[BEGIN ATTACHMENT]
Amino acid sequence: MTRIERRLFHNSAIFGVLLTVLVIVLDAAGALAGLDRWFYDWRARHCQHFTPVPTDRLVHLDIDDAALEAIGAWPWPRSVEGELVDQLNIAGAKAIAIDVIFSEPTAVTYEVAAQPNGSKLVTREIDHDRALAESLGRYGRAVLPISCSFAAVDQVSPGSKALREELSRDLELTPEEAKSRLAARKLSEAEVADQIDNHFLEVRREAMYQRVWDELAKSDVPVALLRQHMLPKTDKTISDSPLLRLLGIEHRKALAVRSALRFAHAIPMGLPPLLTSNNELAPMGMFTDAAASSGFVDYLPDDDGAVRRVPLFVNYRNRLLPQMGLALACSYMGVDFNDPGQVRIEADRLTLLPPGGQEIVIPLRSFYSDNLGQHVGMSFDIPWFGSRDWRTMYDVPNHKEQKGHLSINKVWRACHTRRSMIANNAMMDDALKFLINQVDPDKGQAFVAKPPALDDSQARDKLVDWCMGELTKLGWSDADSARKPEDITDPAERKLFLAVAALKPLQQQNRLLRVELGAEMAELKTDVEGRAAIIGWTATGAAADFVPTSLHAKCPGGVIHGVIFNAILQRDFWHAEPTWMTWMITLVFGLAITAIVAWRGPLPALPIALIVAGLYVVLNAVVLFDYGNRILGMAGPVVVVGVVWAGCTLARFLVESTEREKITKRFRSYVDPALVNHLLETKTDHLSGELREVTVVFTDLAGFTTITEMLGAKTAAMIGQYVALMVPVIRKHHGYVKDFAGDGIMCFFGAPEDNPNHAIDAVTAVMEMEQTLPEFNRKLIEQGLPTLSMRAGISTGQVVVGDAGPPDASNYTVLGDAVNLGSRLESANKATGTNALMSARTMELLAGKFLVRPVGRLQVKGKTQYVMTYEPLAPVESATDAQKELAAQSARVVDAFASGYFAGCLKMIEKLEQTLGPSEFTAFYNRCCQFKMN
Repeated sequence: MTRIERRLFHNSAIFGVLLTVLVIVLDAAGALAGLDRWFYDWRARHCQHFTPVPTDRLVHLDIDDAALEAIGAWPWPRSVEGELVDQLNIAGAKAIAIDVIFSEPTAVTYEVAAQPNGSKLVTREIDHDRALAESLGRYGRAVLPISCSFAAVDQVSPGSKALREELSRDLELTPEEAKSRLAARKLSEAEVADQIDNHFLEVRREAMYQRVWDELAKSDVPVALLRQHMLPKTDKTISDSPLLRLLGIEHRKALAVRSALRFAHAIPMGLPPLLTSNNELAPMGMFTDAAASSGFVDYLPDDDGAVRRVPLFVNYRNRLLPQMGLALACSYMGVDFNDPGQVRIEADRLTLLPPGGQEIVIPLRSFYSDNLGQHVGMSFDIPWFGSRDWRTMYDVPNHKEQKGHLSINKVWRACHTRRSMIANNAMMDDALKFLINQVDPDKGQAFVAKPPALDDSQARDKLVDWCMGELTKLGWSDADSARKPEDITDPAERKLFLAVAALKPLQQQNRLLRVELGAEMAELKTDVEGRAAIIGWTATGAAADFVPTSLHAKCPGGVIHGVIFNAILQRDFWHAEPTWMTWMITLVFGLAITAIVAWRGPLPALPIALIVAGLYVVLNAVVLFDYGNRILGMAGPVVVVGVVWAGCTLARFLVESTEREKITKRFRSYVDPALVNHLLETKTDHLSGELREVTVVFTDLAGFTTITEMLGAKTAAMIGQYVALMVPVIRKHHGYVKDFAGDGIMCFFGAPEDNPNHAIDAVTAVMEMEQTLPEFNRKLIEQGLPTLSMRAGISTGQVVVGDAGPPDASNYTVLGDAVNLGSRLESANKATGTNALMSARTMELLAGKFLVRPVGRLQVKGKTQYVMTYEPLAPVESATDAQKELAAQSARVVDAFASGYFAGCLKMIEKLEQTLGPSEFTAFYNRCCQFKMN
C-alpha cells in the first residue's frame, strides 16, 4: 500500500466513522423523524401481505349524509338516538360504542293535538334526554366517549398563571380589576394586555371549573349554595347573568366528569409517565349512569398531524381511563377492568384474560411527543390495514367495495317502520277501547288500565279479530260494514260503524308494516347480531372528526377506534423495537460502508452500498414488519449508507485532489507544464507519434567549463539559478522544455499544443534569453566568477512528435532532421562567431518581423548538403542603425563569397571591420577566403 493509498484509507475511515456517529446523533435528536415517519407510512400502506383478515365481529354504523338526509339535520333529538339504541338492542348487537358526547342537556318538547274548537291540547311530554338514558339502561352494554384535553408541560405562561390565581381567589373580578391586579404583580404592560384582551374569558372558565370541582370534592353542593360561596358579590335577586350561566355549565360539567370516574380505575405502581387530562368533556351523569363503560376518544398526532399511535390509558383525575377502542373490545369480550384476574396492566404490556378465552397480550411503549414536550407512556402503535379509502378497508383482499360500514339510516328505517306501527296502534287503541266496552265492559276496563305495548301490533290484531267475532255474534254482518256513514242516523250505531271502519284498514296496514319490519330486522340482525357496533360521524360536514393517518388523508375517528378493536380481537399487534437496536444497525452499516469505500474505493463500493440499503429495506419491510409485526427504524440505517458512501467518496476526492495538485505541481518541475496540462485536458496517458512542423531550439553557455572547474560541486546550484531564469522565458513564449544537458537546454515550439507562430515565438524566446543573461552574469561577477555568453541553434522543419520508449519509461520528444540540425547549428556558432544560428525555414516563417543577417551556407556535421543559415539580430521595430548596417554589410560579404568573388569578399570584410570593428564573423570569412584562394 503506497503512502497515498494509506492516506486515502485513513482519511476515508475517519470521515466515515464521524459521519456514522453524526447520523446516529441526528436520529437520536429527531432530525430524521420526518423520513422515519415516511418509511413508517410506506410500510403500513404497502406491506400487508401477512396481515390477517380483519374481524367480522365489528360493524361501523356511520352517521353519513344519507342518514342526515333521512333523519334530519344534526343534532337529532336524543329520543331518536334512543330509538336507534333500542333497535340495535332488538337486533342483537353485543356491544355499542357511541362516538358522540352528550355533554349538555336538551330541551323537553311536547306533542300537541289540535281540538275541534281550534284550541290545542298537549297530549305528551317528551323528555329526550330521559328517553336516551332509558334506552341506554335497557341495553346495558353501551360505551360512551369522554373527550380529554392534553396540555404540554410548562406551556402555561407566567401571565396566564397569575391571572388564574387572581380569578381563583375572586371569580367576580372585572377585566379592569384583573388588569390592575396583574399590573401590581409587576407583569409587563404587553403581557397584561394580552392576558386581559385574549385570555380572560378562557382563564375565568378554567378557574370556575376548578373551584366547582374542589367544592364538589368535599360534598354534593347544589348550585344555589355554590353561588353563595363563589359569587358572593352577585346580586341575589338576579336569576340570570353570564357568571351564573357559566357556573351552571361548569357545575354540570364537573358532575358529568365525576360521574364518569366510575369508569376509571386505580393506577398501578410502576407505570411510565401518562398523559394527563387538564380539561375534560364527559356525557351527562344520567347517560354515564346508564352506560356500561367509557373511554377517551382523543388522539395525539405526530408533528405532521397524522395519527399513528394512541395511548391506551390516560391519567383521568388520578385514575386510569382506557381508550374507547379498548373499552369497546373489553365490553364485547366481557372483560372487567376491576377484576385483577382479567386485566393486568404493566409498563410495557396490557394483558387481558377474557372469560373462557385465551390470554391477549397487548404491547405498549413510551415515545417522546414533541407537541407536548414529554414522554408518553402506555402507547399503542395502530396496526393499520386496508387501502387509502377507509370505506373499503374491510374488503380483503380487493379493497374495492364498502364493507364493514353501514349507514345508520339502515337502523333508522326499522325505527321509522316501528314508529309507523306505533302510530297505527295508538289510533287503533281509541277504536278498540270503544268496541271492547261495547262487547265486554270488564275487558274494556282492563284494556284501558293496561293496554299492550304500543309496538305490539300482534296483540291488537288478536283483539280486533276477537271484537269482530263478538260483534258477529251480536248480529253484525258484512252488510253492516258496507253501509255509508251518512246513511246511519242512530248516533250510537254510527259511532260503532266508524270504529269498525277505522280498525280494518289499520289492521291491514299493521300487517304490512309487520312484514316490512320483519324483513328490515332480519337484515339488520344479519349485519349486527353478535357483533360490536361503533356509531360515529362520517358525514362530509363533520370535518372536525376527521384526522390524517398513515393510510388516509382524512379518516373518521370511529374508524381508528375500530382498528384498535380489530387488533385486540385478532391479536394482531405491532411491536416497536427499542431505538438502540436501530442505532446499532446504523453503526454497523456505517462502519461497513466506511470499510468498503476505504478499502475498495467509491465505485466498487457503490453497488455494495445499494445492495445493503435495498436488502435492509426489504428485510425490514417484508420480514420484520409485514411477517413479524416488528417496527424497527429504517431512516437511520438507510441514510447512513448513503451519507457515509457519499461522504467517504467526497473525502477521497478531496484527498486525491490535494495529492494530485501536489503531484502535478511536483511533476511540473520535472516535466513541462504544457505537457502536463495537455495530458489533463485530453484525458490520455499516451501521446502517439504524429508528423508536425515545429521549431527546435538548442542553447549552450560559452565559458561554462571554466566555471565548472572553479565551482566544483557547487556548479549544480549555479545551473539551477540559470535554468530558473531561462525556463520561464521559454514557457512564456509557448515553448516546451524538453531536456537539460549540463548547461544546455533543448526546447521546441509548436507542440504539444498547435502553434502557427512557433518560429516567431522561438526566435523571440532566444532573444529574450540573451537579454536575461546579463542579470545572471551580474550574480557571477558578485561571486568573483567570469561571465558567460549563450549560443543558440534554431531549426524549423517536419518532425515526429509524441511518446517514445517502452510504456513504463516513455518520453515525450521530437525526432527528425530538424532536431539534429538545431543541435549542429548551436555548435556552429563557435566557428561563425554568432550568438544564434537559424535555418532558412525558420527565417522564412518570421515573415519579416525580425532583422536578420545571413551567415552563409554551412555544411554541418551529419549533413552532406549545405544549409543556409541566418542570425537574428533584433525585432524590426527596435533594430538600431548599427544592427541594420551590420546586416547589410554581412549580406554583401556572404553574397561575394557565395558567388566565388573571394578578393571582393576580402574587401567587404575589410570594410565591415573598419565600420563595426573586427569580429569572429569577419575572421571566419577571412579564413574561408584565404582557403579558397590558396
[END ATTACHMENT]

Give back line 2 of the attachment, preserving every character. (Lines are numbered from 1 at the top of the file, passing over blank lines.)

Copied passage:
Repeated sequence: MTRIERRLFHNSAIFGVLLTVLVIVLDAAGALAGLDRWFYDWRARHCQHFTPVPTDRLVHLDIDDAALEAIGAWPWPRSVEGELVDQLNIAGAKAIAIDVIFSEPTAVTYEVAAQPNGSKLVTREIDHDRALAESLGRYGRAVLPISCSFAAVDQVSPGSKALREELSRDLELTPEEAKSRLAARKLSEAEVADQIDNHFLEVRREAMYQRVWDELAKSDVPVALLRQHMLPKTDKTISDSPLLRLLGIEHRKALAVRSALRFAHAIPMGLPPLLTSNNELAPMGMFTDAAASSGFVDYLPDDDGAVRRVPLFVNYRNRLLPQMGLALACSYMGVDFNDPGQVRIEADRLTLLPPGGQEIVIPLRSFYSDNLGQHVGMSFDIPWFGSRDWRTMYDVPNHKEQKGHLSINKVWRACHTRRSMIANNAMMDDALKFLINQVDPDKGQAFVAKPPALDDSQARDKLVDWCMGELTKLGWSDADSARKPEDITDPAERKLFLAVAALKPLQQQNRLLRVELGAEMAELKTDVEGRAAIIGWTATGAAADFVPTSLHAKCPGGVIHGVIFNAILQRDFWHAEPTWMTWMITLVFGLAITAIVAWRGPLPALPIALIVAGLYVVLNAVVLFDYGNRILGMAGPVVVVGVVWAGCTLARFLVESTEREKITKRFRSYVDPALVNHLLETKTDHLSGELREVTVVFTDLAGFTTITEMLGAKTAAMIGQYVALMVPVIRKHHGYVKDFAGDGIMCFFGAPEDNPNHAIDAVTAVMEMEQTLPEFNRKLIEQGLPTLSMRAGISTGQVVVGDAGPPDASNYTVLGDAVNLGSRLESANKATGTNALMSARTMELLAGKFLVRPVGRLQVKGKTQYVMTYEPLAPVESATDAQKELAAQSARVVDAFASGYFAGCLKMIEKLEQTLGPSEFTAFYNRCCQFKMN